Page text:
Some of the time I live in Sydney with my husband and the rest of the time I live in Canberra with #3 son. This is an odd situation but when has anything in my life been standard. The final 2 years of high school in Canberra are different to the rest of the country. A separate campus all to themselves. No uniform, teachers are called by their first names, responsibility is placed completely on the student. It’s like a mini-university experience. This is the experience sons #1 and 2 had and it’s the one son #3 very much wanted.
Four years ago, we returned to Sydney for my husband’s work and because he’s an only child and his parents are important to us. We wanted to be there for them. We moved with son #3 who only knew the nation’s capital as his home. He left everything he knew and two brothers behind and it was a lot of change. What is this strange place you call Sydney? This isn’t home. It’s not hot enough, cold enough, there are too many people, there is too much traffic and it’s not home and no one understands me. He’s was right. No one understood him. I had always understood him but Sydney made me doubt myself. I think there is something about the very anxious that makes other people nervous and what we don’t understand we tend to fight against. They wear the worry of the world for everyone to see whereas we stuff it down with food, drink, laughter. He is not afraid to wear his mood. He does not pretend, he just is. That’s difficult for many people. I get that.
So, we moved back to Canberra, #3 and I. There are people who think we are genuinely crazy and there are people I didn’t tell. I just moved. Didn’t say a word. Why you ask? I’m introverted to the extreme and while I do not suffer anxiety to the extent my son does, there is a little bit of me that avoids being judged even when the judgement is made up in my head. “You’re leaving your husband to accommodate the wishes of your child? But he’s a child, he has to fit in with you!” Yes, I know all that, but he’s my child and you’ll never understand so I’m not having this conversation in my head with you out loud, have you done that or is that just me?
It’s just me? Okay then…
We had kept our family home, rented it during the 4 years – that’s a story in and of itself – and we put the possessions we could fit into our car and drove home. The smile on his face began at the major freeway that would get us there and fully emerged as we pulled into the drive and unloaded our things. I had not seen that smile in a long time. I had to brush away the tears. He started to joke with me. He bantered again. He talked again. Good lord, doesn’t this child know I am anti-social and how do I shut him up? It’s like 4 years of not talking came out of his mouth in the first 4 days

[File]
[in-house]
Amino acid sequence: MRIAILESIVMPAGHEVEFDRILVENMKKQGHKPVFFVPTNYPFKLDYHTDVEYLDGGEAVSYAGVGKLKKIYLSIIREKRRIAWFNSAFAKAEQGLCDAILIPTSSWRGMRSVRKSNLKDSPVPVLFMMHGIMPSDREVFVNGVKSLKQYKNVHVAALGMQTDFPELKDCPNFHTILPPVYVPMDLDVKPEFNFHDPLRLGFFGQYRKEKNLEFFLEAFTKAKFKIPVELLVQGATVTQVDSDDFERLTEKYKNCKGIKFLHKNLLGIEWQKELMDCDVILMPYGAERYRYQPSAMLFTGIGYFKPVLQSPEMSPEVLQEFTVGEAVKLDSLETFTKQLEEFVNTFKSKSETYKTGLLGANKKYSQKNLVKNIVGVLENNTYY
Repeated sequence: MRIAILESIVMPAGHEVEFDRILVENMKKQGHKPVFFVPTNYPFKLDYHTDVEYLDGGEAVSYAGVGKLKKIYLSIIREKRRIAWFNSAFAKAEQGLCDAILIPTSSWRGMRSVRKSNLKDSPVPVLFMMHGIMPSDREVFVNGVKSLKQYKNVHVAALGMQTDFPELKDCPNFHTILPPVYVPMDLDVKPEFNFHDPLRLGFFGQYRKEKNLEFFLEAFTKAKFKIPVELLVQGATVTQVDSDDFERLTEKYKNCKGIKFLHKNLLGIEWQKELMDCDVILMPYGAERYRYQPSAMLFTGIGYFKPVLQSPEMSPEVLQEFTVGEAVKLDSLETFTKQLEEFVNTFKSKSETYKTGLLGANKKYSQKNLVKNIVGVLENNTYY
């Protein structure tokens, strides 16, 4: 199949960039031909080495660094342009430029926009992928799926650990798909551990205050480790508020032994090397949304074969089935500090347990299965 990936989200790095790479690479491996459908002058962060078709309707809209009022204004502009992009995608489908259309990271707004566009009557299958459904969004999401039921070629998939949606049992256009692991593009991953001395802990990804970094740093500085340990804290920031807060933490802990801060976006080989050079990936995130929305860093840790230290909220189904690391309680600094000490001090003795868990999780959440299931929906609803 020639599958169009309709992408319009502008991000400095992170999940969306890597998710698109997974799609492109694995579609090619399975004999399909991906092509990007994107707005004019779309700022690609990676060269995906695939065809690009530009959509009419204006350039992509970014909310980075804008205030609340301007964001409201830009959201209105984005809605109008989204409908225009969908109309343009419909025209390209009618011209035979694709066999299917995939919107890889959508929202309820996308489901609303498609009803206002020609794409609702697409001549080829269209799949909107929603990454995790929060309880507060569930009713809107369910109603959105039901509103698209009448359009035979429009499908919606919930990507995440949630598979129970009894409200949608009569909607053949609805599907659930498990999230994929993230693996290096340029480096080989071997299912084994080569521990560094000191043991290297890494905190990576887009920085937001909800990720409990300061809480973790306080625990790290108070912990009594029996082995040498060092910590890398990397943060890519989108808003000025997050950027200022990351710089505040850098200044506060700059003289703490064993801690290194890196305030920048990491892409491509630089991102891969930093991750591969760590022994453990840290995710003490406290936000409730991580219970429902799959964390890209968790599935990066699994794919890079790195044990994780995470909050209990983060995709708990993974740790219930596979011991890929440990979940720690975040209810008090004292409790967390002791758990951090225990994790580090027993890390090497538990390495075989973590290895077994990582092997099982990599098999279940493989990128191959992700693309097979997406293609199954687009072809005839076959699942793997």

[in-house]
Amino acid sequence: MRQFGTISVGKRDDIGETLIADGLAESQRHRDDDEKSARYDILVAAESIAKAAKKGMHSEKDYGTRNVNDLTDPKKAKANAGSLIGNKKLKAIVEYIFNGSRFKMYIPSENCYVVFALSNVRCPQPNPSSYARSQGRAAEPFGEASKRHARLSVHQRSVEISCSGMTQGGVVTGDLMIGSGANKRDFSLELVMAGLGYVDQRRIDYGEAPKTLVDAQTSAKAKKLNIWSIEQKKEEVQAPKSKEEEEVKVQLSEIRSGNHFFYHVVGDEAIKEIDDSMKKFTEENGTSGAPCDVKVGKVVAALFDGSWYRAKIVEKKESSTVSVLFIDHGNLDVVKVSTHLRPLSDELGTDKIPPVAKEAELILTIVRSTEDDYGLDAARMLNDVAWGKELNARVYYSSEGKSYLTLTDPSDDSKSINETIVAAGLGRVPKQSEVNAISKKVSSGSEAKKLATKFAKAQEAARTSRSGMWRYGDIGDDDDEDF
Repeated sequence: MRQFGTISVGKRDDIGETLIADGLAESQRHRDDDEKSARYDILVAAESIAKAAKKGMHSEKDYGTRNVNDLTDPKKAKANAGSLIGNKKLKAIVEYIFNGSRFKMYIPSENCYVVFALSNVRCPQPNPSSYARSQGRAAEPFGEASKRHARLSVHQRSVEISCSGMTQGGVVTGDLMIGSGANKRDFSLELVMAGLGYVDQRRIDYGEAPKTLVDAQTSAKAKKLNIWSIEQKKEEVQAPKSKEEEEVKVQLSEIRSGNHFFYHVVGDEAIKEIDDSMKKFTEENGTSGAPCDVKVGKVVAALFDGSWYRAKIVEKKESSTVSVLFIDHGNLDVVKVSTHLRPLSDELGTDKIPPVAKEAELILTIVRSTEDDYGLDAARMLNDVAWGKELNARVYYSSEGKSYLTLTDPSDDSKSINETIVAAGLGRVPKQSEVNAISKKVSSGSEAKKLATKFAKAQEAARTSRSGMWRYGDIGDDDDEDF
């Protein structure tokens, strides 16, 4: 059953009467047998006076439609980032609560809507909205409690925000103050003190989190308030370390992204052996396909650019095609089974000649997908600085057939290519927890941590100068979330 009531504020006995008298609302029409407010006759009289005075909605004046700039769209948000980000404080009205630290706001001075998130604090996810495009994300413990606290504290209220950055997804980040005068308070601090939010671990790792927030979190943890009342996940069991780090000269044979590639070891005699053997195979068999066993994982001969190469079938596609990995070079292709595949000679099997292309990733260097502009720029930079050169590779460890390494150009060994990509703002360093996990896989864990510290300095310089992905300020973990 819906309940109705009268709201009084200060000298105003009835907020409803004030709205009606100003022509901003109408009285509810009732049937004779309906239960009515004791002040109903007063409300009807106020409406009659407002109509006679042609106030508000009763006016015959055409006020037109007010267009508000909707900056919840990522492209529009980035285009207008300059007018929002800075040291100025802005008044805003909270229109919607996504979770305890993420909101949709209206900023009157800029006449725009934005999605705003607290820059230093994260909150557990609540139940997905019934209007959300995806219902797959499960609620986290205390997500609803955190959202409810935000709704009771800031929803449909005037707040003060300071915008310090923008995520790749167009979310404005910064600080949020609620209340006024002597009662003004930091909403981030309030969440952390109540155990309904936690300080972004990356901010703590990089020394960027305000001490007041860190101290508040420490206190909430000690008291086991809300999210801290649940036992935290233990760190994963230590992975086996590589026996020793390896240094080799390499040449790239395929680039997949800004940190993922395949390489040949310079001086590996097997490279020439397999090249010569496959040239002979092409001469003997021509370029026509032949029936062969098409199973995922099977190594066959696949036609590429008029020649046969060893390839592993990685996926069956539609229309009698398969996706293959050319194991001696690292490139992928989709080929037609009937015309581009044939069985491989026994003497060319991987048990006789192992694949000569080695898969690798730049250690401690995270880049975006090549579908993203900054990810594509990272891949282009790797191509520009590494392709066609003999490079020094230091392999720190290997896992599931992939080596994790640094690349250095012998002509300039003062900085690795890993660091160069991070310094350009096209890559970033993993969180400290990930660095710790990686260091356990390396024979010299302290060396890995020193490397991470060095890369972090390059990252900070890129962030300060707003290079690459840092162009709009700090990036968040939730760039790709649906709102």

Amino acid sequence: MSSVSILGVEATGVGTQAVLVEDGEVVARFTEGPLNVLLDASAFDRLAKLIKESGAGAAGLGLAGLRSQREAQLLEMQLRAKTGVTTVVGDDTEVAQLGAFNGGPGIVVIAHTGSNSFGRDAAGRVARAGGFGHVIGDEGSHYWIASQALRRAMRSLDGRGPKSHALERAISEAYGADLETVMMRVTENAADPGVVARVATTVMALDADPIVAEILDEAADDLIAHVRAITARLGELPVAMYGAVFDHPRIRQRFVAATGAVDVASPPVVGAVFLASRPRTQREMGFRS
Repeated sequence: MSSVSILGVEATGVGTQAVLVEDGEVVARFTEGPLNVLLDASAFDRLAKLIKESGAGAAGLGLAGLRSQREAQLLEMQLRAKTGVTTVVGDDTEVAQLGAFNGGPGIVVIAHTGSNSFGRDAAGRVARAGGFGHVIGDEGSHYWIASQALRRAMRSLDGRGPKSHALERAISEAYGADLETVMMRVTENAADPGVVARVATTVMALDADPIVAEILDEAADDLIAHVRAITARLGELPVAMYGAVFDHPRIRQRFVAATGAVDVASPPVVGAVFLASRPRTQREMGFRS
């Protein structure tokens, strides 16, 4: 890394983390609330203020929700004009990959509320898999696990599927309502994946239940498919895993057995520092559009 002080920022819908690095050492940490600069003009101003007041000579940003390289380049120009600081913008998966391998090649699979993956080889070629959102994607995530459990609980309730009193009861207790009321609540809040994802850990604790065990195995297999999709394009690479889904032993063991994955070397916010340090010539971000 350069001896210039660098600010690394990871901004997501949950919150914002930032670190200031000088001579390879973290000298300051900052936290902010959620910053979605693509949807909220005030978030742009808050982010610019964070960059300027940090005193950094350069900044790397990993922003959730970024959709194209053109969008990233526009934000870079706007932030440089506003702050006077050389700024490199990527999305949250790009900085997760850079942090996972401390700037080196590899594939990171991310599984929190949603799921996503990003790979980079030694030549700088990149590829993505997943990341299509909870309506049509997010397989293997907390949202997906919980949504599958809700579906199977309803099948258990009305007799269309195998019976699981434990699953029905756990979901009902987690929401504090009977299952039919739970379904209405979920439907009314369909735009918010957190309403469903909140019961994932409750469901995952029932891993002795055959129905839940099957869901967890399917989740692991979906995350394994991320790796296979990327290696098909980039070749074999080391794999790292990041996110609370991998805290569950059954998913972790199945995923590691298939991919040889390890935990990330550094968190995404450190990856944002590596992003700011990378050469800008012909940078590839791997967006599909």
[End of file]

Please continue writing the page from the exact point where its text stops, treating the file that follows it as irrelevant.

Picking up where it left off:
But what did you do with your husband?
I put him in a box. There are air holes and food and water. He’ll be fine.
No, not really. DH is in Sydney, in my beautiful apartment in Sydney – I’m not bitter- because his specialist is in Sydney and he needs to have regular check-ups for the cancer. Multiple myeloma is a sneaky thing. It never really goes away, even after treatment. One other major reason why he stayed in Sydney is – he works. That amazing man works so I can read and #3 can come to Canberra so he can smile again. As I told you before, my job is reading and I do it philanthropically. No one pays me to work this hard at reading.
Now as much as son #3 loves Canberra, I love Sydney. I love Manly. But this is my child and he has a dream and I am the facilitator of his dream so here I am in Canberra, dating my husband. We meet on weekends and have dinners and in some crazy messed up way, it’s actually working. We face time and try not to giggle when one of us asks the other “what are you wearing tonight?” Absence does make the heart grow fonder. I’ve always enjoyed his company. His detailed, bossy, in control company, but now I look forward to his company. Plus, he knows how to change a washer and the tap upstairs is dripping.
Son #3 is old enough to leave on his own for a few nights and that will grow to a week every now and then so I can slip back to my happy place and sleep in my other bed. It’s not that I don’t like Canberra, I actually do. But I love my husband more and that’s where he lives.
It’s two years I tell myself. It will pass in a heartbeat but when your husband has a very serious cancer two years is a lifetime.
But wait! I still haven’t told you what I read.